Image source. Copyright Daiei Film Company, 1950.
The great Japanese director Akira Kurosawa is best known for his 1954 swashbuckling action hit Seven Samurai. But it was with his 1950 release Rashomon that Kurosawa first found his footing with an international audience. And for good reason too. Few movies say so much in such little time.
Based on a pair of short stories by the Japanese author Ryunosuke Akutagawa, Rashomon looks at the aftermath of the murder of an unnamed samurai (Masayuki Mori) in 17th-century Edo Japan. Four people, we learn, witnessed the event: the samurai himself, his wife (Machiko Kyo), a notorious bandit named Tajomaru (Toshiro Mifune), and a woodcutter (Takashi Shimura) who happened to witness the whole incident. What everyone agrees on initially: the samurai and his wife were traveling through the woods when Tajomaru, having lain eyes on the wife and instantly fallen for her, tricked the samurai into following him into the undergrowth, where he managed to tie him up against a tree stump. Tajomaru then ran back, convinced the wife to follow him as well, and raped her right in front of her husband’s eyes. The wife resisted at first, but eventually consented to Tajomaru’s advances.
From there, what should be a simple case of who-dun-it gets trickier. Each of the three gives an entirely different account of what happened next. Tajomaru claims he killed the man honorably after a prolonged duel. The wife claims her husband killed himself out of shame. When the court uses a spiritual medium to talk to the samurai’s ghost, he asserts that he actually killed himself out of defiant pride. The fact that the samurai is now dead is about the only thing their diverging stories agree on.
With just this setup alone, Rashomon would be a very good film. Kurosawa’s development of each story-line, juxtaposed with shots of each character appearing at the trial, keeps you engaged. He compels you to turn over each person’s story in your head, to try and deduce for yourself who’s right and who’s bending the truth. The cinematography, which brilliantly creates a stark, sinister atmosphere with contrasting lights and shadows, makes us feel like we’re watching the movie version of an iceberg, where what we see is only the obvious 10%. 90% of the subtext, implied through looks, gestures, and scores of unknown thoughts and motives, remains submerged, a puzzle to be deduced. Special kudos to the particularly haunting way Kurosawa portrays the samurai’s story from beyond the grave.
Then we hear the woodcutter’s story, and Rashomon earns its spot in the pantheon of the greats. All three of them lied, husband, wife and bandit alike. Their encounter, we learn to our shock, was actually a rich display of human pettiness. Tajomaru couldn’t sword-fight for his life. The wife goaded the two men into fighting for her hand. And the samurai died whimpering and begging Tajomaru for mercy. The stereotypical images we’ve come to associate with each of these characters – the barbaric bandit, the submissive wife, the honorable samurai – all get flipped on their heads. But lest you think that was it, Kurosawa still has one final twist: even the poor, humble woodcutter has his foibles. His traveling companion points out that he has mysteriously refused to detail what happened to the samurai’s jade knife, which inexplicably vanished from the scene after the crime.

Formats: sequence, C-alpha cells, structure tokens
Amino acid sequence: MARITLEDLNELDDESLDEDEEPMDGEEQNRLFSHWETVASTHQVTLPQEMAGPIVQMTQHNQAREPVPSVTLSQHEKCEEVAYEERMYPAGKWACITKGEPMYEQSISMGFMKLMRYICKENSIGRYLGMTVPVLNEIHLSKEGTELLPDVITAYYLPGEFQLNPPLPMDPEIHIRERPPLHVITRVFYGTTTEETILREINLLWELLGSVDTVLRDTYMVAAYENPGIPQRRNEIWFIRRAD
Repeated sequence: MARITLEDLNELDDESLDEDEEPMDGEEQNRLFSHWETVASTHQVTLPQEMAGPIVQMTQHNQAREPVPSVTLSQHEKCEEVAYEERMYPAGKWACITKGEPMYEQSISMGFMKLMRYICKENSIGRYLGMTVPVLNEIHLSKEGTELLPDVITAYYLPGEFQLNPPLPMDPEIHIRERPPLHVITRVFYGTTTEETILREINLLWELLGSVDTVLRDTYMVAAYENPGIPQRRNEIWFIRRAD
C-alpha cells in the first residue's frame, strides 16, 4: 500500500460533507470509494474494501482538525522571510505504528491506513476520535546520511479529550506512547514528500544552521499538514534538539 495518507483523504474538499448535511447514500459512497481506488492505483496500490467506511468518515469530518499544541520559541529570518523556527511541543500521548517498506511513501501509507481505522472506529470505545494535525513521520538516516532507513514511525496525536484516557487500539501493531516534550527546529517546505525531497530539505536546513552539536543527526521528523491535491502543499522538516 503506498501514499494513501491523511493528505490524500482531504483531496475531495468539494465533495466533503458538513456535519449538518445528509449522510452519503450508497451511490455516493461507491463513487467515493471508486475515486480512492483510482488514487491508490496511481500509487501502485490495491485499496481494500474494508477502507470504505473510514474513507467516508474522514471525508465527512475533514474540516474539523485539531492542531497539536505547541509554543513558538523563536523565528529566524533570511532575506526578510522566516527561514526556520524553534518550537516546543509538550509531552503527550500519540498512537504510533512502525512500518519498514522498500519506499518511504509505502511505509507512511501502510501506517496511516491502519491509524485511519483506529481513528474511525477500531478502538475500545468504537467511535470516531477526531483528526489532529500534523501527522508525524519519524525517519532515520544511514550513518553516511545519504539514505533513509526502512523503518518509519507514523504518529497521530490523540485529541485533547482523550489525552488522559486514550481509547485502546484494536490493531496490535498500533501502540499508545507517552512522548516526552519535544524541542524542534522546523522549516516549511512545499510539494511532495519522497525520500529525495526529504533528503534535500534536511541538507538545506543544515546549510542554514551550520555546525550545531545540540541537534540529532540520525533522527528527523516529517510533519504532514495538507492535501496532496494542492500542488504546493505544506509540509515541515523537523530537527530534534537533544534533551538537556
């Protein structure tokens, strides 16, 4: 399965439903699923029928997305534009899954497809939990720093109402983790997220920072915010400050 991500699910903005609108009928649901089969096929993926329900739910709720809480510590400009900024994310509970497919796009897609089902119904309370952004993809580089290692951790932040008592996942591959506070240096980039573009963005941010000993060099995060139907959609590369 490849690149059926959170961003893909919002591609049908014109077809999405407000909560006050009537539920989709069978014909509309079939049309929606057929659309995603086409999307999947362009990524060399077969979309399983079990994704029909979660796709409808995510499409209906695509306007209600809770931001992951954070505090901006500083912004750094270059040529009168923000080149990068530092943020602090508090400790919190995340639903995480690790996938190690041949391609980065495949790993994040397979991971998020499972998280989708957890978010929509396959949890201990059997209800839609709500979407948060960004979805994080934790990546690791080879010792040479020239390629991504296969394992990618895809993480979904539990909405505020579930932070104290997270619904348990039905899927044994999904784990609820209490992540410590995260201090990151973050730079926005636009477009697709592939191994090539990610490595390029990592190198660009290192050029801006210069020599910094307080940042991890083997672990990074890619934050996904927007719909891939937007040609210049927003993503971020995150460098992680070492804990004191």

And with that, Kurosawa caps off what has now become a thoughtful examination of the way human self-interest subconsciously, instinctively shapes how we behave. There’s an underlying gloomy message, of course, the indictment of human selfishness and the do-or-die attitude we all adopt when push comes to shove. But Kurosawa doesn’t keep it so black and white. Yes, human self-interest can be obstructive and harmful – the wife’s completely false depiction of her behavior unfairly shifted loads of responsibility off her shoulders. But the funny thing is just how…harmless it can also be. Nobody was hurt by the woodcutter’s decision to keep the knife, for example, and Tajomaru’s over-inflated boasting didn’t detract from the fact that he still tricked and killed the samurai. Human self-interest isn’t always nice, but it’s not always so blatant or heavy-handed. The woodcutter’s decision to take the knife, compared to the far more extravagant lies of the others, feels almost instinctive, the right, normal thing to do.
Rashomon acknowledges the pervasive existence of human selfishness. And it reads as a stern warning to never forget it. At times, it’s easy to assume the position of a sanctimonious critic, to criticize others for shortcoming or perceived bad deeds. Here, Kurosawa reminds us that we’re all adulterers at heart. He baldly exposes just how dangerous it is to presume human justice can ever truly overcome petty human desires, to presume that our justice systems, by dint of the values they embody, will automatically compel honesty. They’re only as consistent and honorable as the people who use them. To forget that is to be wearing that blindfold at all the wrong times.
We in the West should be grateful Rashomon gave us two things: first, Kurosawa, and second, this bombshell analysis of human behavior. If Seven Samurai is Kurosawa at his most epic and dramatic, Rashomon is Kurosawa’s introspective, thought-provoking side. That it feels so true and meaningful 60 years from its premiere speaks to its strength as a movie and a portrait of humanity. In the most ordinary of petty crimes, Kurosawa has discovered a treasure trove of ringing truths.
Starring: Toshiro Mifune, Machiko Kyo, Takashi Shimura, Masayuki Mori
Running Time: 88 minutes
Rating: Not rated
Produced by: Minoru Jingo
Directed by: Akira Kurosawa
Written by: Akira Kurosawa, Shinobu Hashimoto
Based on two of Ryunosuke Akutagawa’s short stories, “Rashomon” and “In a Grove.”